Syrian opposition forces say more than 90 people, many of them children, have been killed in a coordinated assault on a village outside the city of Homs by government artillery and militiamen. Government officials do not deny the massacre but blame unidentified "terrorists" for one of the deadliest incidents since the start of an uprising against President Bashar al-Assad's administration more than a year ago.
Handout photo released by Syrian opposition's Shaam News Network shows UN observers at hospital morgue before their burial in central Syrian town of Houla on May 26, 2012.
Amateur video shows families burying the dead from Friday's massacre between several long rows of cinder blocks. As elsewhere in Syria, emotions in the cluster of towns that make up Houla are running high.
Witnesses say the killing began when government forces shelled the village of Teldau soon after Friday prayers. Opposition activists say some of the victims, many of whom are children, were killed in the shelling, while others were shot by pro-government militiamen known as “shabiha.”
A woman resident of Teldau claims on a video distributed by opposition forces that she and her daughters-in-law managed to escape the village after it came under attack from militiamen who destroyed part of her house.
But she says several other relatives were slaughtered by security forces dressed in black, who killed them with knives.
A team of U.N. observers headed by General Robert Mood, arrived in Houla Saturday to investigate the killings.The general condemned the "brutal tragedy" and said the observers counted more than 32 children under the age of 10 and over 60 adults killed.
Video of UN Observers in Syria
The acting head of the opposition Syrian National Council urged the U.N. Security Council to hold an emergency session to discuss the brutality.
United Nations Secretary-General Ban Ki-moon and the U.N.-Arab League envoy for Syria, Kofi Annan, condemned the violence. The two described the attacks as an "appalling and brutal crime involving indiscriminate and disproportionate use of force."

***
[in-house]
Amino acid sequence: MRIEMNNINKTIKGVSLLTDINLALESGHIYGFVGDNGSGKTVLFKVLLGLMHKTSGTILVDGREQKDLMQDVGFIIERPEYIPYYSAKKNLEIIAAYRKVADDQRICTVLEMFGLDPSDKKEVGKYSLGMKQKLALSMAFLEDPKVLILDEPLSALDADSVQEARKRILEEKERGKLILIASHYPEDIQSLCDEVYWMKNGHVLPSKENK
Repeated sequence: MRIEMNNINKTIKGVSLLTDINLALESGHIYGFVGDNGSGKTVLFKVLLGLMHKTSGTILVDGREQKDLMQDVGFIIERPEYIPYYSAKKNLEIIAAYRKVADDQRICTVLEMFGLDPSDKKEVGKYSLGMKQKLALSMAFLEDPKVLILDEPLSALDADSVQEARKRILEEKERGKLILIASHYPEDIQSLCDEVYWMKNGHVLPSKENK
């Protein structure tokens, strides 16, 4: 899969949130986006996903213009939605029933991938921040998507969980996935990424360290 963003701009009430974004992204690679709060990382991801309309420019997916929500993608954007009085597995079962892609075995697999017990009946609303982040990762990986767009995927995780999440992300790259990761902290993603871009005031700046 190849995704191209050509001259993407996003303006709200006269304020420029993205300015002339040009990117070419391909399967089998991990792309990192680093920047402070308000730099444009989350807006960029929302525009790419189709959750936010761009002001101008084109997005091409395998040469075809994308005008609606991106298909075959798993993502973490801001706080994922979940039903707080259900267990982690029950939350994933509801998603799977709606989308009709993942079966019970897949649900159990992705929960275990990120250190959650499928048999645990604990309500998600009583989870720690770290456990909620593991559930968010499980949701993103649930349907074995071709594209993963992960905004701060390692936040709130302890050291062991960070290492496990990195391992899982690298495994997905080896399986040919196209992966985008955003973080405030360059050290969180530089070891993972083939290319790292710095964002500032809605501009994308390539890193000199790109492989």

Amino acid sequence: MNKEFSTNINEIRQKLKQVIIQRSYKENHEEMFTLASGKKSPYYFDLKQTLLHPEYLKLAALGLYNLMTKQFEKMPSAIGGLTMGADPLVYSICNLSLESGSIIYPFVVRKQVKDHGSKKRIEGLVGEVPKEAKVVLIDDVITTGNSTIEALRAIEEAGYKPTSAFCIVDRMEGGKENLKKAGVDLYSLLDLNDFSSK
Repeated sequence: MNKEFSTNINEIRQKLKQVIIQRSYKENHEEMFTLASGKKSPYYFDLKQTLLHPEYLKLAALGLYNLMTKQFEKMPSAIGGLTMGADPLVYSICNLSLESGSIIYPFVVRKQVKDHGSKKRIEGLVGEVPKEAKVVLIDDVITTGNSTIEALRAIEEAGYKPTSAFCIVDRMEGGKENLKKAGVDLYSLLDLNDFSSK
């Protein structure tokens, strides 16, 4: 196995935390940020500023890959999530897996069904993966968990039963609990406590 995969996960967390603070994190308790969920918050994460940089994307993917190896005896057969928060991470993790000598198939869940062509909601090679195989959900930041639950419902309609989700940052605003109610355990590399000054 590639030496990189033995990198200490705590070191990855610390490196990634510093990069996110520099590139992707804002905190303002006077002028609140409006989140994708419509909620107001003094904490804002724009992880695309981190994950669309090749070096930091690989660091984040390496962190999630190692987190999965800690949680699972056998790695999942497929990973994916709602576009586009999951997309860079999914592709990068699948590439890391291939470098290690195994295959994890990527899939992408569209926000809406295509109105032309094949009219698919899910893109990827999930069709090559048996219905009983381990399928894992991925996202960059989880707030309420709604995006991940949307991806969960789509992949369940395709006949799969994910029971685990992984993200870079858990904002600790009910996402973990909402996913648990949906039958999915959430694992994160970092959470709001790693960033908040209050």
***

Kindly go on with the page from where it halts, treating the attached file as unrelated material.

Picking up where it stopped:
Syrian government TV charged that “terrorists” were responsible for the massacre in Houla. The government often refers to rebel soldiers and other opponents as “terrorists,” claiming that they are part of an outside plot to destabilize the country.
Thousands of mourners turned out Saturday in Syria's largest city, Aleppo, to protest the killings. Large student protests have roiled the city in recent days, after months of relative quiet compared to the rest of the country.
Anti-Syrian regime mourners chant slogans as they carry the body of soldier Khaled Shurbajy, who was shot by Syrian security forces in Dir el Zour last week after disobeying orders to fire on anti-Assad protesters, May 26, 2012
In the Qaddam district of Damascus, government security forces opened fire on mourners, causing a large crowd to scatter in all directions. It was not immediately clear if there were victims.
Hilal Khashan, who teaches political science at the American University of Beirut, says he doubts the killings in Houla will provoke serious international outrage, since the world has grown weary of the conflict. Still, he sees the killings as a sign that the Assad government is slowly collapsing.
“There [is] no doubt in my mind, that Assad's regime is faltering, but it is dying hard," he said. "Before the regime expires, it will take along with it a large number of innocent civilians.”
The killings in Houla strike another blow at a cease-fire brokered by Kofi Annan. Close to 300 U.N. monitors are on the ground in Syria to observe the cease-fire which began on April 12, but violence is picking up again, after an initial lull.
U.N. Secretary-General Ban Ki-moon reported what he called “small progress” in implementing the plan, Friday. He went on to accuse the government of “unacceptable levels of violence and abuses.”